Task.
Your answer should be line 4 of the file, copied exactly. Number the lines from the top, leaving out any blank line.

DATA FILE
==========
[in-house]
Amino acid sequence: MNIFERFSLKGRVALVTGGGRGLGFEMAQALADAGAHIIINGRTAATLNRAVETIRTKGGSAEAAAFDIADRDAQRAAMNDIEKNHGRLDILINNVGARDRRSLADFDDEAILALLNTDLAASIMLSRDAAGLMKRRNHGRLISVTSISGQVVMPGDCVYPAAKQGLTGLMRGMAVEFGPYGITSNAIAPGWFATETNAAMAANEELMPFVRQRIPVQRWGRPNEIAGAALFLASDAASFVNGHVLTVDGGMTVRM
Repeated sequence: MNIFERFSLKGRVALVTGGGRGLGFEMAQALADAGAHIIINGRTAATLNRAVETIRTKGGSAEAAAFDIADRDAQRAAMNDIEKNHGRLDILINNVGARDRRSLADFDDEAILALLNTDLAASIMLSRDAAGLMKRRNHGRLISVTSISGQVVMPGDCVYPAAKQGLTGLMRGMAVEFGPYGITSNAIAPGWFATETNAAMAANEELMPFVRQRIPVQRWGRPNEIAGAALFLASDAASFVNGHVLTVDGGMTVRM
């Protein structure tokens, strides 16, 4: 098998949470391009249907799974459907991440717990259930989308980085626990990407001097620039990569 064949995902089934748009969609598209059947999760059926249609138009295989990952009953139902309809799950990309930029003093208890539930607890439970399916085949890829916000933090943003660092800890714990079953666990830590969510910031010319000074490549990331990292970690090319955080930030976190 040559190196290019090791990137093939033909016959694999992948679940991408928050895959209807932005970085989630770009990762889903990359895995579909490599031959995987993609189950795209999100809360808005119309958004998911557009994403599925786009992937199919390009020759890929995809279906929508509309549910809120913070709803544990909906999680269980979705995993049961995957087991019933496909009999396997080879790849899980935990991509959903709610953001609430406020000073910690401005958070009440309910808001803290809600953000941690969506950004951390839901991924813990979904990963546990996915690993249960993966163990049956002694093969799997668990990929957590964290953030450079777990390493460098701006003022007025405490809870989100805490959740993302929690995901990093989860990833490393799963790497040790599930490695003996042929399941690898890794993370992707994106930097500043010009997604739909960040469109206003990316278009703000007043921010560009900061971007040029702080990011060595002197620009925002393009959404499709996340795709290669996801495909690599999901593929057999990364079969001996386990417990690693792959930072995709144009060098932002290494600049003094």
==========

């Protein structure tokens, strides 16, 4: 098998949470391009249907799974459907991440717990259930989308980085626990990407001097620039990569 064949995902089934748009969609598209059947999760059926249609138009295989990952009953139902309809799950990309930029003093208890539930607890439970399916085949890829916000933090943003660092800890714990079953666990830590969510910031010319000074490549990331990292970690090319955080930030976190 040559190196290019090791990137093939033909016959694999992948679940991408928050895959209807932005970085989630770009990762889903990359895995579909490599031959995987993609189950795209999100809360808005119309958004998911557009994403599925786009992937199919390009020759890929995809279906929508509309549910809120913070709803544990909906999680269980979705995993049961995957087991019933496909009999396997080879790849899980935990991509959903709610953001609430406020000073910690401005958070009440309910808001803290809600953000941690969506950004951390839901991924813990979904990963546990996915690993249960993966163990049956002694093969799997668990990929957590964290953030450079777990390493460098701006003022007025405490809870989100805490959740993302929690995901990093989860990833490393799963790497040790599930490695003996042929399941690898890794993370992707994106930097500043010009997604739909960040469109206003990316278009703000007043921010560009900061971007040029702080990011060595002197620009925002393009959404499709996340795709290669996801495909690599999901593929057999990364079969001996386990417990690693792959930072995709144009060098932002290494600049003094």